How to visualize RNN/LSTM gradients in Keras/TensorFlow?

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Question :

How to visualize RNN/LSTM gradients in Keras/TensorFlow?

I’ve come across research publications and Q&A’s discussing a need for inspecting RNN gradients per backpropagation through time (BPTT) – i.e., gradient for each timestep. The main use is introspection: how do we know if an RNN is learning long-term dependencies? A question of its own topic, but the most important insight is gradient flow:

  • If a non-zero gradient flows through every timestep, then every timestep contributes to learning – i.e., resultant gradients stem from accounting for every input timestep, so the entire sequence influences weight updates
  • Per above, an RNN no longer ignores portions of long sequences, and is forced to learn from them

… but how do I actually visualize these gradients in Keras / TensorFlow? Some related answers are in the right direction, but they seem to fail for bidirectional RNNs, and only show how to get a layer’s gradients, not how to meaningfully visualize them (the output is a 3D tensor – how do I plot it?)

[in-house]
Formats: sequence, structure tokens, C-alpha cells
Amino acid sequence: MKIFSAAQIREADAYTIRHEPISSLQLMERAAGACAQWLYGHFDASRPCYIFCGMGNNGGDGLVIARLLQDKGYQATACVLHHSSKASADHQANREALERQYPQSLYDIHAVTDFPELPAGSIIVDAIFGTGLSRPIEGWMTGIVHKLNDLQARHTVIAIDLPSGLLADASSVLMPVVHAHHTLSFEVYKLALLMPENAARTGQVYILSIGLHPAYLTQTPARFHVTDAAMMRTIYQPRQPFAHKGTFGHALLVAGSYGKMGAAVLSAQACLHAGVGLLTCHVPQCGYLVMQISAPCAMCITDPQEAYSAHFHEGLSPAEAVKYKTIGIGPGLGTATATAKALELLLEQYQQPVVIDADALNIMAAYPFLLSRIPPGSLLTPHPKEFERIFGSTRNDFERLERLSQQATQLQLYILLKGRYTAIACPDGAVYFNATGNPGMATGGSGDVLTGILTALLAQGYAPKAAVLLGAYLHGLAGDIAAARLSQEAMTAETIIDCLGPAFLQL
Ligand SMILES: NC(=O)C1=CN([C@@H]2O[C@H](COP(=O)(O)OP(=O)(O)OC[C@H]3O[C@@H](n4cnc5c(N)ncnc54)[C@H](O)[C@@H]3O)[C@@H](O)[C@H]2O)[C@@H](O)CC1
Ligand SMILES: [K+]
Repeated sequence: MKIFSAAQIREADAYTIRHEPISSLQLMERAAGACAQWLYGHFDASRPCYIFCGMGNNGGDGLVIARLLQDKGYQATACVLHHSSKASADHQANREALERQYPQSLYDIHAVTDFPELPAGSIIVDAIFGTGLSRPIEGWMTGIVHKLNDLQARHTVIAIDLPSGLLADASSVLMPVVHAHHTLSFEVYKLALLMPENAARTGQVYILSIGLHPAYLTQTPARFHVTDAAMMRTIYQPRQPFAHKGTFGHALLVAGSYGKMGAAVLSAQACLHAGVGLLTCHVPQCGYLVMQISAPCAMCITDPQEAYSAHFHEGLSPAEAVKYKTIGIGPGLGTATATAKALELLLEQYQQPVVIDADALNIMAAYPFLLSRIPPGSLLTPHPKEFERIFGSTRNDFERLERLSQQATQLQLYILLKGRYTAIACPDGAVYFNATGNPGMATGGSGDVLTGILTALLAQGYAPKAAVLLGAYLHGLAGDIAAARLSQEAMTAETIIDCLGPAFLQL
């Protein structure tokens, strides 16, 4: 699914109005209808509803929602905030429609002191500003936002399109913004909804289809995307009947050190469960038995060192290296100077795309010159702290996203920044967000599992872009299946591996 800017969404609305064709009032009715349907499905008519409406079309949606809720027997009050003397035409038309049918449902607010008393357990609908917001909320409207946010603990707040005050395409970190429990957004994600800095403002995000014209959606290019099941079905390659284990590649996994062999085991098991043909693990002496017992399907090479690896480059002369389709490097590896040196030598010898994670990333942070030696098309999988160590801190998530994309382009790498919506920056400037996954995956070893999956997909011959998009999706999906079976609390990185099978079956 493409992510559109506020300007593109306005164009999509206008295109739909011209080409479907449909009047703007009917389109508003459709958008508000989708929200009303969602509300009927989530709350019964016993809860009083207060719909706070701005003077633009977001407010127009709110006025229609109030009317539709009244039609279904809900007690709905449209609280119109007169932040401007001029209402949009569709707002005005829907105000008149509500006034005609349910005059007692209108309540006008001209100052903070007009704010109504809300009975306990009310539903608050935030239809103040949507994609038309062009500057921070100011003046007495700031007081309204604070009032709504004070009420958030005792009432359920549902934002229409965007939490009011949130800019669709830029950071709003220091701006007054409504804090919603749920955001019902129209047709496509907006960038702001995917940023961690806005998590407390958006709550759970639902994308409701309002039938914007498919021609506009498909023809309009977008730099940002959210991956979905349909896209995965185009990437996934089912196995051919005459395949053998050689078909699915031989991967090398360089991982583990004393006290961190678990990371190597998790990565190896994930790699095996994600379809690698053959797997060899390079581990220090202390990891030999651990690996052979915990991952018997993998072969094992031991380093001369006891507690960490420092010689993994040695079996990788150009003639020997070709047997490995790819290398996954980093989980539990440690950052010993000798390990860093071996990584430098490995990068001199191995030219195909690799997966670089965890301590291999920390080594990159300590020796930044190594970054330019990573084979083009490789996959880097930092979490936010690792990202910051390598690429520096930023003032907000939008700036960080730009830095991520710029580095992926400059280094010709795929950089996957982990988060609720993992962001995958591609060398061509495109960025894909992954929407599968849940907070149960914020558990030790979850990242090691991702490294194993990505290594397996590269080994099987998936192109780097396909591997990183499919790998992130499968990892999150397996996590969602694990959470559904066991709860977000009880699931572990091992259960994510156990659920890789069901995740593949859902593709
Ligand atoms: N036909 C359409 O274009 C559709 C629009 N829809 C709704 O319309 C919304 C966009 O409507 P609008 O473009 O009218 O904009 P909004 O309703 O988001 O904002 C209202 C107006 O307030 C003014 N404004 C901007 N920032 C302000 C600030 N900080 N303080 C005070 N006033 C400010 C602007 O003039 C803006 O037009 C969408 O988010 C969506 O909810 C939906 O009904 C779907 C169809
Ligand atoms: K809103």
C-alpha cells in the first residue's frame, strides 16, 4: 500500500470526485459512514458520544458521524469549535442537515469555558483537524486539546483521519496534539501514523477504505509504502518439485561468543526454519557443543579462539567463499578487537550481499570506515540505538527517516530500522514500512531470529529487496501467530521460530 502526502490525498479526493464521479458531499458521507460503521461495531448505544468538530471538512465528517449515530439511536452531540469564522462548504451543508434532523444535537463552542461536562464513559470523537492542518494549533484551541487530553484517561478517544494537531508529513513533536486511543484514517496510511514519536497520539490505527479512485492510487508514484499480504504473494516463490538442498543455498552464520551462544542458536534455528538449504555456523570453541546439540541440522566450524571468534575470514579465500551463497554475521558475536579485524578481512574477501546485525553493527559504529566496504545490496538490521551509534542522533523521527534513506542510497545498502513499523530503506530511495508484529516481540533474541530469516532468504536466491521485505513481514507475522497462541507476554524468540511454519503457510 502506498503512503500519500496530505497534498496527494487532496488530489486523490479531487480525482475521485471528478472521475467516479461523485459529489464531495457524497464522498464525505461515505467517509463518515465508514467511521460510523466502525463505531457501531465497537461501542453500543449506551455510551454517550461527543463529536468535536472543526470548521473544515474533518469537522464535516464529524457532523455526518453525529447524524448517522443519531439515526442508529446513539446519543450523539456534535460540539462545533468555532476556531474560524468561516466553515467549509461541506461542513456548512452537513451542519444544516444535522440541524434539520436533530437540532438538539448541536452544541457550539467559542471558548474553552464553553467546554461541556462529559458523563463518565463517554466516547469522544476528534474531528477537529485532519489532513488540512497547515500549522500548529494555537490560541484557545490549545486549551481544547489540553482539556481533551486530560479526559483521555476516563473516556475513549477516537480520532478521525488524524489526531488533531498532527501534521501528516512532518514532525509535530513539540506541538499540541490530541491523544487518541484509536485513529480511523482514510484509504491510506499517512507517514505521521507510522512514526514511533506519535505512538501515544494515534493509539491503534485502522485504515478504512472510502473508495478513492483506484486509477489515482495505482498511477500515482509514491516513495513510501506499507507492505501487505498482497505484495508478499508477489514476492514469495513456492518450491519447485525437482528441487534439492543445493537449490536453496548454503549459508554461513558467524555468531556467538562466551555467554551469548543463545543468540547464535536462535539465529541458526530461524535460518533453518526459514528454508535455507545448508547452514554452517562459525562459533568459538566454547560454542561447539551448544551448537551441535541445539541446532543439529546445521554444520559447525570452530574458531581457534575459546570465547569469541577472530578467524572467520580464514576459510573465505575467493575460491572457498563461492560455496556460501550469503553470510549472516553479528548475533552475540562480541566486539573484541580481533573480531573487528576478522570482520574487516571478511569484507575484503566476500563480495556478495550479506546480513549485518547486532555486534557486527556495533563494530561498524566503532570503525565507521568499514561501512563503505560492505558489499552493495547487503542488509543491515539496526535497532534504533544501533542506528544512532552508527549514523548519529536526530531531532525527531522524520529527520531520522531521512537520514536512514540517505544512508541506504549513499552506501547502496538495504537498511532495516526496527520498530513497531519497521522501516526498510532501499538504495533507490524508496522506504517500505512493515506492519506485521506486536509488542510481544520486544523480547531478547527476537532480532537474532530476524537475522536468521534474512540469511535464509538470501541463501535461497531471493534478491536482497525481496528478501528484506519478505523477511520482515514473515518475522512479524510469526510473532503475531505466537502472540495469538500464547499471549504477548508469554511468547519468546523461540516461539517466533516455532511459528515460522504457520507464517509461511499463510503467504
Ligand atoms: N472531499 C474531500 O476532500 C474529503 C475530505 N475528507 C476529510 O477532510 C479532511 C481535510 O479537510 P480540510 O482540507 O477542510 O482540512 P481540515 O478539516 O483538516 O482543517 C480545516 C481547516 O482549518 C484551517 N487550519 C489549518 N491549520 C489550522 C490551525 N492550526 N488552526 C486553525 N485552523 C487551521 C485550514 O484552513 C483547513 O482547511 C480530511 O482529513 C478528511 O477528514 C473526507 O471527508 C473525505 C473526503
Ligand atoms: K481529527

Answer #1:

Gradients can be fetched w.r.t. weights or outputs – we’ll be needing latter. Further, for best results, an architecture-specific treatment is desired. Below code & explanations cover every possible case of a Keras/TF RNN, and should be easily expandable to any future API changes.

Completeness: code shown is a simplified version – the full version can be found at my repository, See RNN (this post included w/ bigger images); included are:

  • Greater visual custsomizability
  • Docstrings explaining all functionality
  • Support for Eager, Graph, TF1, TF2, and from keras & from tf.keras
  • Activations visualization
  • Weights gradients visualization (coming soon)
  • Weights visualization (coming soon)

I/O dimensionalities (all RNNs):

  • Input: (batch_size, timesteps, channels) – or, equivalently, (samples, timesteps, features)
  • Output: same as Input, except:
    • channels/features is now the # of RNN units, and:
    • return_sequences=True –> timesteps_out = timesteps_in (output a prediction for each input timestep)
    • return_sequences=False –> timesteps_out = 1 (output prediction only at the last timestep processed)

Visualization methods:

  • 1D plot grid: plot gradient vs. timesteps for each of the channels
  • 2D heatmap: plot channels vs. timesteps w/ gradient intensity heatmap
  • 0D aligned scatter: plot gradient for each channel per sample
  • histogram: no good way to represent “vs. timesteps” relations
  • One sample: do each of above for a single sample
  • Entire batch: do each of above for all samples in a batch; requires careful treatment